Mobile Workshop: Arisu Water Purification Center

The Seoul Metropolitan area has around 10 million inhabitants. Providing clean drinking water to all of them is a substantial operation. Not content with achieving this, however, Seoul Metropolitan Government has worked hard to drive innovation into the water purification process. In a mobile workshop attended by a number of World Congress participants, we found out how.

The Arisu Water Purification Center is one of six purification plants in the Seoul Metropolitan Area. It takes water directly from the Han River, which flows through the city, and is located on the banks. Each day the center takes in around 700,000 cubic meters of water for treatment. The water comes from up to 21 kilometers away.

While the water produced and delivered by the center has always been of high quality, the Seoul Metropolitan Government has had to counter the distrust on the part of many citizens of tap water. When the government conducted a survey, it found that 43.9% of citizens were unlikely to drink tap water because of a “vague distrust”. Others said that they disliked the taste or were worried about impurities.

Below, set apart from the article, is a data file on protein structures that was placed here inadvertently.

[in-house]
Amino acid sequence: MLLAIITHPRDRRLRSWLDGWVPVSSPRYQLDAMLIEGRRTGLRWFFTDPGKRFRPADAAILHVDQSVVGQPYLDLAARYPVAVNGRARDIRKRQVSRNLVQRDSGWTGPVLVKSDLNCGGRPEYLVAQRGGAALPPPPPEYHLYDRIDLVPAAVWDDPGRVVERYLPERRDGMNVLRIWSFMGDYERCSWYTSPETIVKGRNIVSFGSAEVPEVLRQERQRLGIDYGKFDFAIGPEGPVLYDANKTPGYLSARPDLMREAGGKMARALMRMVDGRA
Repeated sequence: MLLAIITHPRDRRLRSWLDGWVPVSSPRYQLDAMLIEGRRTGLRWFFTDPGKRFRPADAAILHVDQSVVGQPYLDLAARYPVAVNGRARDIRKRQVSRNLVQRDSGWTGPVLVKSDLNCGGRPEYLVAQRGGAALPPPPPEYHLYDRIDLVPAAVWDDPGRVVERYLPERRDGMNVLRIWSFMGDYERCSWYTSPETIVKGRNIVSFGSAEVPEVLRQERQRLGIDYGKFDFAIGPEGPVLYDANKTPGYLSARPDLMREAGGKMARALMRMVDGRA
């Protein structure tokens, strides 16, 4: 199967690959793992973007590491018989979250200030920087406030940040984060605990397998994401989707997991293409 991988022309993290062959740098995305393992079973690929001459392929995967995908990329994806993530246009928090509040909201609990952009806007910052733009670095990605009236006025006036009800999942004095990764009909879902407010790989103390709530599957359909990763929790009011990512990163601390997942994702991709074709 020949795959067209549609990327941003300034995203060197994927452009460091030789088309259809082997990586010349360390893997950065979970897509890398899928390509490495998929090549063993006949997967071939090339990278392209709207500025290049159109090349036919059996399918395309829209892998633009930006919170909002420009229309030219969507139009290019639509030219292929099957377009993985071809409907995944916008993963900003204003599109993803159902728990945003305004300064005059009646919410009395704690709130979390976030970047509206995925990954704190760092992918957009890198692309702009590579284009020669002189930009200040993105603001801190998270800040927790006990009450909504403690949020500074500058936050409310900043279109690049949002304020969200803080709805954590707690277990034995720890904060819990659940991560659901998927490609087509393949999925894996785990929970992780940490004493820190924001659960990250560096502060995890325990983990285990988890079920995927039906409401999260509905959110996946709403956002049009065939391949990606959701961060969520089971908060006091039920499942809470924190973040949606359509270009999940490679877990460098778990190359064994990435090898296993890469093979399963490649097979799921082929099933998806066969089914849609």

To counter this distrust, the Arisu Water Purification Plant implemented a new process for purifying water. This process is based on ozone and Granular Activated Carbon. The use of ozone decreases the levels of chlorine, removing the unpleasant taste to which many citizens objected, while the Granular Activated Carbon removes tastes and smells more generally.

The result of this process is a water that is as clean as boiler water. In blind taste tests, citizens were unable to tell the difference between the Arisu water and bottled mineral water. In addition, the water is the cheapest in the world.

All of this has been achieved thanks to the foresight and long-term planning of the Seoul Metropolitan Government, which has invested over one trillion Korean Won in the center – particularly in the Research and Development part. This is with a view to providing the best quality water to Seoul citizens for the next 100 years.

After a presentation on the Arisu plant, we were given a tour of the building. Check out the photos below!


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